Note: OPEC Secretary General Barkindo reiterated the view that the oil market rebalances remains in progress with output growth slightly decelerating – OECD commercial oil stocks were +195m barrels above the five-year average in July.
Ahead of the U.S open, gold has hit its lowest price in more than a week as receding concerns over N. Korea’s nuclear ambitions and the impact of Hurricane Irma supports further gains in equities, softening demand for the ‘yellow’ metal as a haven from risk. A steadier tone to the dollar is managing to take some pressure off the metal. Spot gold is trading atop of its two week lows at +$1,322.85.
3. Sovereign yields back up
Hurricanes Harvey and Irma are likely to trigger near-term weakness in U.S economic data leading to a challenge for the Fed regarding the appropriate stance of monetary policy.
The market expects the Fed to proceed with caution and this likely means postponement of any rate hike in December – the odds for a December rate hike have now fallen to a +27% probability.
Risk on trading has sovereign yields backing up a tad overnight. The yield on 10-year Treasuries gained +1 bps to +2.14%, the highest in more than a week.
In Germany, the 10-year Bund yield gained +1 bps to +0.35%, while in the U.K 10-year Gilt yield advanced +2 bps to +1.045% supported by this morning’s inflation data ahead of Thursday’s Bank of England (BoE) monetary policy decision.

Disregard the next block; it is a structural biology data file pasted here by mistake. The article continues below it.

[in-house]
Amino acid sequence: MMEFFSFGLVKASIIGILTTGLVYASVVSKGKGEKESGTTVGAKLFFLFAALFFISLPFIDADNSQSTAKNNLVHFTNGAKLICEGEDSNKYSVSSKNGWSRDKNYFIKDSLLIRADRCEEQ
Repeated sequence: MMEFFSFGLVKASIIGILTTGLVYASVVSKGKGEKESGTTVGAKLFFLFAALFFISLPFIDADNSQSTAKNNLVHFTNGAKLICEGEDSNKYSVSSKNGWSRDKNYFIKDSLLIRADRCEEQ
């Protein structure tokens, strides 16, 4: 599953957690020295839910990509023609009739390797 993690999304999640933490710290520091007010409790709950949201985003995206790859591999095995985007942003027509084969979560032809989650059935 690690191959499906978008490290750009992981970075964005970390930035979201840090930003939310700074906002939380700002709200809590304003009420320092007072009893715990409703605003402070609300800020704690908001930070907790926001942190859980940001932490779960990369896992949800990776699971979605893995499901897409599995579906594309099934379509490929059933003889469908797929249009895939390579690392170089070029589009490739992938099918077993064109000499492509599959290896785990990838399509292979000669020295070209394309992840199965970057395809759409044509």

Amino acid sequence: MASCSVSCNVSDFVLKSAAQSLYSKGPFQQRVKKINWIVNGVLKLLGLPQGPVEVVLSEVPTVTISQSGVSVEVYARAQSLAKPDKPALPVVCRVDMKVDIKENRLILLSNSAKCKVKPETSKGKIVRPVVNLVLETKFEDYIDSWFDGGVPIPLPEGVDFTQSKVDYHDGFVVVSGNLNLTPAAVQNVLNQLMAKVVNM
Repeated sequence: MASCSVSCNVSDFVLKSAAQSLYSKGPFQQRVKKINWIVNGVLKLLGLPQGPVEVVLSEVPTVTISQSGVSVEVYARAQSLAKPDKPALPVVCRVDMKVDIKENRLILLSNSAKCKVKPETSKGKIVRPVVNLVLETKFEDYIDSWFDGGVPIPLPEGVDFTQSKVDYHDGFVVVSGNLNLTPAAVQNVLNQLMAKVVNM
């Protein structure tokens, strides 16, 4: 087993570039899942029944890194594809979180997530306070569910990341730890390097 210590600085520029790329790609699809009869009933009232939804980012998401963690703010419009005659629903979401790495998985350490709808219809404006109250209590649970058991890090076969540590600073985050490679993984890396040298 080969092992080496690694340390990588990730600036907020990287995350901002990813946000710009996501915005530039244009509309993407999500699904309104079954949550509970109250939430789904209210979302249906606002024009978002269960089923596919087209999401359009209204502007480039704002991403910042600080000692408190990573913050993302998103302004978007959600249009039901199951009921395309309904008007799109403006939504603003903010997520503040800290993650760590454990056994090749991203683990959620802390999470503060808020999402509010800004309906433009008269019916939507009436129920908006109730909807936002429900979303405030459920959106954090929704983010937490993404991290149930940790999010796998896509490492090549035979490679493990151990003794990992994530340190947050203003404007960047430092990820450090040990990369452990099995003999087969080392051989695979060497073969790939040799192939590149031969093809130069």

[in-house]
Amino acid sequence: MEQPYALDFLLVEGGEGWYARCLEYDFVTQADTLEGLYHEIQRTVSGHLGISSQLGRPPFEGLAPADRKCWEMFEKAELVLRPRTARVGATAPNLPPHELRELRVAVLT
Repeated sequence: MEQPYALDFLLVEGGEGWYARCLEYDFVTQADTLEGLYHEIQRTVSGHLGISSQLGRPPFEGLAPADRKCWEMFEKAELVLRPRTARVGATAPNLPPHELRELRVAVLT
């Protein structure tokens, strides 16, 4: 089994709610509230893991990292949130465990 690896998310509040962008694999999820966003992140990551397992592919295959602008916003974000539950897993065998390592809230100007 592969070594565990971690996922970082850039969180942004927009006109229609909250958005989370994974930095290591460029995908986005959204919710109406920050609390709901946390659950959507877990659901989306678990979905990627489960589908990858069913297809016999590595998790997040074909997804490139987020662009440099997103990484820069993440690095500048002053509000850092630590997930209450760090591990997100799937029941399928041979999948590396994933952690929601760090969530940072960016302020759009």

In Japan, 10-year JGB’s bond yield rallied to a three-week high, backing up +3 bps to +0.025%.
4. Sterling’s stellar performance
With risk-on sentiment remaining intact for a second consecutive day as concerns over Hurricane Irma and North Korea subsides has U.S Treasury yields backing up and tentatively supporting the U.S dollar, but is it sustainable?
Ahead of the open stateside, USD/JPY is higher by +0.3% at ¥109.70, a three week high while EUR/USD is steady at €1.1965.
The standout currency is GBP – the pound (£1.3262) has rallied aggressively after U.K consumer inflation data this morning came in better than expected (see below). EUR/GBP is down -0.6% at €0.9021.
A stronger-than-expected inflation report would be something that the BoE would have to consider at Thursday monetary policy meeting. The data may possibly bring more members in support of a raise in interest rates.
However, inflation is thought to be rising due to a weaker pound, not due to fundamentals. The pound has also found support from the U.K Parliament yesterday voting against opposition Labor party’s attempt to block E.U withdrawal bill, effectively passing its first parliamentary hurdle.
5. UK Inflation Speeds Up in August
Data this morning showed that U.K annual inflation rose to +2.9% (+2.8% e) in August, driven higher by the rising price of clothing and petrol.
Other data from the U.K’s Office for National Statistics also revealed a rise in the producer price index – +1.6% (+1.2% e) in August, supported by the higher price of fuel – the first gain in six-months.
Increasing concerns about the squeeze on the cost of living will make Thursday’s Bank of England (BoE) interest rate decision a tad more interesting.